For the first time," reports the Daily Telegraph, "senior business leaders are expected to be approached and encouraged to apply" for ambassadorial posts overseas. That was in July 2010, in the first months of the Cameron-Facebook, sorry Cameron-Clegg regime. In fact it was a reprise of an idea tried in the 1990s, with little success.
So Jeremy Hunt’s recent announcement of exactly the same brand-new idea was further proof that you can’t keep a bad plan down if it will generate a headline from cub reporters with no memory of any events before last Tuesday.
I took a particular interest in this exciting announcement because I may be the only serving company chairman who was, once upon a time, almost an ambassador. Well, strictly speaking I was private secretary to one, our man in Paris in the 1970s, and sat outside his office for a couple of years twiddling my thumbs and nursing hangovers after embassy receptions. It was a tough life, but someone had to do it.
I did, however, learn enough to discover that diplomacy is a profession, and that the skill-set required for it is substantial. Not only do you need a high tolerance for champagne, you have to be able to tolerate fools gladly, and understand the mysterious thought processes of others. You also need an understanding of the difference between the European and Soviet Unions, which is apparently not well appreciated in today’s Foreign Office. I discovered that I did not have the requisite silky diplomatic skills (though, armed with an Oxford history degree, I was fairly sound on the Soviet/European question).
Hunt’s clever wheeze, I suspect, will be about as long-lived as that of his erstwhile boss. Whatever happened to him, by the way?
The Budget came and went. The lavatory jokes were so bad as to be almost good. Most attention focused on the giveaways, but there were tax changes too. Chancellor Hammond’s latest money-spinning wheeze, the Digital Services Tax, was popular with bricks-and-mortar retailers. There is a lot of detail to work out, and ideally it should be implemented globally, but it taps into a sentiment that in many areas there is one law for the FAANGs (Facebook, Apple, Amazon, Netflix and Google et al) and one for the rest of us. Only the Luxembourg Exchequer seems to get a significant cheque from Amazon.
I came across a vivid example of how this new competition feels to conventional businesses in the Netherlands the other day. A Dutch bank set up a coffee van outside a station offering free lattes and flat whites to anyone who cared to ask. The only catch was that they had to be prepared to hand over their mobile phone to the barista to have all their contacts and personal data extracted. Not surprisingly, when people were asked directly for their iPhones, there were few takers, yet many of us effectively do that every day, in less overt ways, when we sign up for nifty new apps.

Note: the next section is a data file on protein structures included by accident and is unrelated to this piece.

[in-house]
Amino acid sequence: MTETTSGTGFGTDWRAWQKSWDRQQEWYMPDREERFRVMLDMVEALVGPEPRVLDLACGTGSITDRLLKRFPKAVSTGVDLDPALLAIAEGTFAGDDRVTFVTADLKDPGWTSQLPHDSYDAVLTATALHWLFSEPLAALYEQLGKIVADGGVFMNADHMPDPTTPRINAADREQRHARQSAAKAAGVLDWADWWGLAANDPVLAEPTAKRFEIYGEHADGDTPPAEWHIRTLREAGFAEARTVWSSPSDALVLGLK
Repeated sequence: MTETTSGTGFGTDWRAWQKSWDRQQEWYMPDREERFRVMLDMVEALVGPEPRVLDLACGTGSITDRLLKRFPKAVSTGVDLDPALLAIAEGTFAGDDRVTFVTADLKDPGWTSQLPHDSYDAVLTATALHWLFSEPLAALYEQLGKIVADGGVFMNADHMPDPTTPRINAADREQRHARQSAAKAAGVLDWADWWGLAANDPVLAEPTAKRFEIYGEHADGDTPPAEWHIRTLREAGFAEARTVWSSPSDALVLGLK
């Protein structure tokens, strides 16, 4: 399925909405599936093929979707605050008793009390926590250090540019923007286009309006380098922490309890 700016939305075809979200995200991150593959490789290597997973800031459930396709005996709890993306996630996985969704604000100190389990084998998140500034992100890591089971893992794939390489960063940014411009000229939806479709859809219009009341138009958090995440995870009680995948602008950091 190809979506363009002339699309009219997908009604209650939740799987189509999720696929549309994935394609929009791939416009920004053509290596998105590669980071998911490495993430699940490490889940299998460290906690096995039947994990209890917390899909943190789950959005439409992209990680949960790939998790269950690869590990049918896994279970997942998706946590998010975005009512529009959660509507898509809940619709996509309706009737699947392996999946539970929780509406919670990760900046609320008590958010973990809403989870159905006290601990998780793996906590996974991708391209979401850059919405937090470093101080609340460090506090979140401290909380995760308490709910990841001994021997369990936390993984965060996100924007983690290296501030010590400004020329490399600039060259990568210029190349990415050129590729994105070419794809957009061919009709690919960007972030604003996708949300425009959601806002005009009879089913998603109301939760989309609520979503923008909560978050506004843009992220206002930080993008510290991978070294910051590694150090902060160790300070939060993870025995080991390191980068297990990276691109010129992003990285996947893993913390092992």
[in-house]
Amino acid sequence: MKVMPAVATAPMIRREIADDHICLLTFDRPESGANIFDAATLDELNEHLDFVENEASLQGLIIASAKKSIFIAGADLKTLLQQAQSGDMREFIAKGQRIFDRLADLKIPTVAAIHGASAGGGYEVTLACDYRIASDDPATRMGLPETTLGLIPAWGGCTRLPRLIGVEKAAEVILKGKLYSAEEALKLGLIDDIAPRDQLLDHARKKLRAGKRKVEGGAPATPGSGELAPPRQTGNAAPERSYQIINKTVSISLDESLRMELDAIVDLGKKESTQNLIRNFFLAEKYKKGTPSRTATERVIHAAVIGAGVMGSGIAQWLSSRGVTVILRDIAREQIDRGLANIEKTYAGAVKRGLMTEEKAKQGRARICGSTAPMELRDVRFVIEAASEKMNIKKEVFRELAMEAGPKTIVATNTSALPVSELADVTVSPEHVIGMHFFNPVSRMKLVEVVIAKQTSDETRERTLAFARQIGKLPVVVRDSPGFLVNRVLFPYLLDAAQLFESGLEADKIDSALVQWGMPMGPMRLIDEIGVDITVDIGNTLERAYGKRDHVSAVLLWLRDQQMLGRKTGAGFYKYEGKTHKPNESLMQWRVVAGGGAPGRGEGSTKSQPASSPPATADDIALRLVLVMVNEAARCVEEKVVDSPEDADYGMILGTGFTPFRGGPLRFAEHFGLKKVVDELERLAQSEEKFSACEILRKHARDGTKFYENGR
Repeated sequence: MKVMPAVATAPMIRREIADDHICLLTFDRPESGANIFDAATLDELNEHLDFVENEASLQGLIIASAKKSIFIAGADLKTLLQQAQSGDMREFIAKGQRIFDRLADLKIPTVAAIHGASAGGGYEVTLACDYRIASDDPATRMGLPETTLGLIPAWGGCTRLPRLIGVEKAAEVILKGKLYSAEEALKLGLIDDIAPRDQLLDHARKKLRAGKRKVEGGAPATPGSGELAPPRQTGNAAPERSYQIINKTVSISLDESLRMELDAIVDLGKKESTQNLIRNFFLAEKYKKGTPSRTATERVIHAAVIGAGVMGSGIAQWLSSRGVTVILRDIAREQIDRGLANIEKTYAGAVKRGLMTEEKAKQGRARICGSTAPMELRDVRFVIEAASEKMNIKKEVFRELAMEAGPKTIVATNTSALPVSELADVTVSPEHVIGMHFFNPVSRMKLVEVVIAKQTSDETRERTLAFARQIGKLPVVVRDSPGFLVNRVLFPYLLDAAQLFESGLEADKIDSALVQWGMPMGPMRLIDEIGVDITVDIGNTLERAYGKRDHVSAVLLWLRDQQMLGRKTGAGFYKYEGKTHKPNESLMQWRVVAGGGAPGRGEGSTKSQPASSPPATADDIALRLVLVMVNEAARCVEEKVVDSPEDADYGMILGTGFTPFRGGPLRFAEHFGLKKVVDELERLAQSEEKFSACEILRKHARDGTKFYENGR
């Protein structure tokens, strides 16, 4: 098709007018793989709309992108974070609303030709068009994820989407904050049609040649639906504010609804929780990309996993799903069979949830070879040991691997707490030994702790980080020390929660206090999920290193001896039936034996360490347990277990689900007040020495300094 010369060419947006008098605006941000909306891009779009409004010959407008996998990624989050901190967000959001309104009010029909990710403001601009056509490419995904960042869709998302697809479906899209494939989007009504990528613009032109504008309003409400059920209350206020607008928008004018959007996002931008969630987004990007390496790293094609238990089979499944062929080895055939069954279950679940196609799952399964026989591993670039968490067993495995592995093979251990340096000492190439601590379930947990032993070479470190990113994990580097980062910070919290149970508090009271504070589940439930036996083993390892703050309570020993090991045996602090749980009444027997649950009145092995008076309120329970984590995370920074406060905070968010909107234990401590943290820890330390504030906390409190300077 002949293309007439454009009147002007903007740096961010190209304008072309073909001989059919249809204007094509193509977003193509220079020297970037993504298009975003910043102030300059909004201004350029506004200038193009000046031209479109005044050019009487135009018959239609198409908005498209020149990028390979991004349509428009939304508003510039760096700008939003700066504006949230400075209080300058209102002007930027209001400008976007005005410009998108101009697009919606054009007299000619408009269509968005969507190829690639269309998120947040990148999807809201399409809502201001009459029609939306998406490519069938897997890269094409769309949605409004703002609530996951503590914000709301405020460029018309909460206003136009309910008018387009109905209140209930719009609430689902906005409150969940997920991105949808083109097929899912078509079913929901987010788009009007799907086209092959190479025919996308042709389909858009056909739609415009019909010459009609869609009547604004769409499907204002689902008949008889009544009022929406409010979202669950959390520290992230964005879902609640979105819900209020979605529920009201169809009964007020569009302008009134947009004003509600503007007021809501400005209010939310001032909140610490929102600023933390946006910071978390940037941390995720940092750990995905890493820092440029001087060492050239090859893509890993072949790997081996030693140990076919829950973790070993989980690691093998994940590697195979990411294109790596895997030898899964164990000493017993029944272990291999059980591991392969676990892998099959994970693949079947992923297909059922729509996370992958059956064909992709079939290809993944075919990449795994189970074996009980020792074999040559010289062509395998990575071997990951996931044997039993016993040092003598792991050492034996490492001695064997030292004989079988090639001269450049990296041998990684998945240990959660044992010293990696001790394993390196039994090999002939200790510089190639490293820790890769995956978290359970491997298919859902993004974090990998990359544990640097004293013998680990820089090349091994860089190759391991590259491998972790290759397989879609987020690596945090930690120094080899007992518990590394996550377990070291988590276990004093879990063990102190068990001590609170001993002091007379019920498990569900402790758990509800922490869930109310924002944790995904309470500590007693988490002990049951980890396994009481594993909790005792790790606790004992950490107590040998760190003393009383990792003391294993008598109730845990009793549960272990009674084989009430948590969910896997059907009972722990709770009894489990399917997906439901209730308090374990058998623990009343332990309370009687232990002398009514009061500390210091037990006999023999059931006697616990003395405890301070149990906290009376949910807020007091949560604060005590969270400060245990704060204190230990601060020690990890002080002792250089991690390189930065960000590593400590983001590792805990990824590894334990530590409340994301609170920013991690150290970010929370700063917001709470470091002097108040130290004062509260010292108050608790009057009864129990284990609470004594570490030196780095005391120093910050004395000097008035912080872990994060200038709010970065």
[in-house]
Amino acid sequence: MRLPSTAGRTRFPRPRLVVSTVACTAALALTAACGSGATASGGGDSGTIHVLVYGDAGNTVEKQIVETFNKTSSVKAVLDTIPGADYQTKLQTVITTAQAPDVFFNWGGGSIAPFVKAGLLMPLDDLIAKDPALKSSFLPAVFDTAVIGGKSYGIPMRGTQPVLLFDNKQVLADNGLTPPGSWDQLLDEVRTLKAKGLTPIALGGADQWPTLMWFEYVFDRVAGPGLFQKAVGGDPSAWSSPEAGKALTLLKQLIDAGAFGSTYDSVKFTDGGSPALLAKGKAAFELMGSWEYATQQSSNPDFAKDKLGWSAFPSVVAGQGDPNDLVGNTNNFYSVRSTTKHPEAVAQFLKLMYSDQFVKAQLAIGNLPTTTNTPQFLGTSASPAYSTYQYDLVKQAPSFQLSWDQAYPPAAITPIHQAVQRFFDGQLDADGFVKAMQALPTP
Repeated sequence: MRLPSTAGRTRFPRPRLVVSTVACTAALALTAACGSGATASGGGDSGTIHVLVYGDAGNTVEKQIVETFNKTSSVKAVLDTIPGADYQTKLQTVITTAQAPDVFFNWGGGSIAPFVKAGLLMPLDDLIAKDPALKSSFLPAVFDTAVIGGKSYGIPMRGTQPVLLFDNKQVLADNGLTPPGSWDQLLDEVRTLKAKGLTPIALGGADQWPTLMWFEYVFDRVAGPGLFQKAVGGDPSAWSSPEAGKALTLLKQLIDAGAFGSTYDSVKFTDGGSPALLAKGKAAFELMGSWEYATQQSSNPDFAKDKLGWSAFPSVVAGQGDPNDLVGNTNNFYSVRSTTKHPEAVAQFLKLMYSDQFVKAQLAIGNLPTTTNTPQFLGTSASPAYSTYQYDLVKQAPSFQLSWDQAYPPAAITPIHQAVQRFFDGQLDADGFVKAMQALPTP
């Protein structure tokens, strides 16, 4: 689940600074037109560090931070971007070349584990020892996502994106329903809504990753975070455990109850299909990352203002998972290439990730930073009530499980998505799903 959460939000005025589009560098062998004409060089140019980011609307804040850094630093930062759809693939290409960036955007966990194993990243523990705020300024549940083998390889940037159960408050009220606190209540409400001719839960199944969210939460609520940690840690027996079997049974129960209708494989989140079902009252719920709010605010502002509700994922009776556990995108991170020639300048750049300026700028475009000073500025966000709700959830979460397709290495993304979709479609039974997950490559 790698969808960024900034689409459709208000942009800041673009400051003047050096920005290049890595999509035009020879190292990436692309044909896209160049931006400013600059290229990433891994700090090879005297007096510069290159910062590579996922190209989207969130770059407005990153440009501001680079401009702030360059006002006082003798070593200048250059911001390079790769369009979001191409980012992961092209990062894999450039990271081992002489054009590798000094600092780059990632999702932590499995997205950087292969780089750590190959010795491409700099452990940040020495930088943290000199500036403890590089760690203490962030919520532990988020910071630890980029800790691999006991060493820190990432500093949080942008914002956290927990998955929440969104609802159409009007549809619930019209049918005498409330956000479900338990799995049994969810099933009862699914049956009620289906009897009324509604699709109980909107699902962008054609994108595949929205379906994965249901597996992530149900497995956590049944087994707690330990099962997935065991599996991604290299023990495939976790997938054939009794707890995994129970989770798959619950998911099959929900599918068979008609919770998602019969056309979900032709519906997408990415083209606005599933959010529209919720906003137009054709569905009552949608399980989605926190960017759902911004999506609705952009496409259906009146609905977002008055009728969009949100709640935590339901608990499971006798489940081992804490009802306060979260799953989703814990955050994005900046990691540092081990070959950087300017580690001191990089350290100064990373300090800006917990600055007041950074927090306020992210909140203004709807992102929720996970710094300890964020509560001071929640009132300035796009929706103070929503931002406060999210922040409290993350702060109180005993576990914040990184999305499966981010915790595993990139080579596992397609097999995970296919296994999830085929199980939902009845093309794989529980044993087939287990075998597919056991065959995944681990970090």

The Cambridge Analytica case drew attention to the dangers of handing over data, but the cautionary effect seems to have been quite short-lived. I suspect it will require some aggressive policing of the GDPR rules before people take serious notice. For the moment, the most noticeable impact is that you keep having to click ‘Accept Cookies’ before you can buy a theatre ticket. But that tells you nothing about where the data is going, once your preferences have been harvested. I suspect some boards on top of these new ventures will find they do not know the answer to that question themselves. They had better find out quite soon before the Information Commissioner comes calling.
I am proud to have got this far without mentioning the ‘B’ word. On all my overseas trips I am asked about it, solicitously, in the way one does about an ailing elderly relative. In the States people commiserate, but quickly say that Trump trumps Brexit and that their politics are even worse than ours. In most of Europe people shake their heads sadly. The Germans and Dutch seem genuinely to regret our passing. The French see some advantage for themselves, but fear that the perfidious British may have set a trap. Surely London cannot have scored such an obvious own goal? Will Paris now become the de facto financial capital of Europe? Can that plum really be about to fall into their lap?
I mutter darkly that in courting the investment banks and hedge funds they should be careful what they wish for. Hosting a global financial centre has its advantages, of course, but there are downsides too. Property prices will rise, and the natives will be priced out of their apartments. Maseratis will clog up the boulevards and simple cheap boulangeries will be replaced by branches of Patisserie Valerie.
And if you do roll out the red, white and blue carpet for the bankers you can’t quickly roll it back up again. Hollande, who famously declared that high finance was his enemy, is thinking of running again in 2022. Macron is very unpopular, and stranger things have happened. He would send the Masters of the Universe scurrying back on the next Eurostar (SNCF strikes permitting, of course).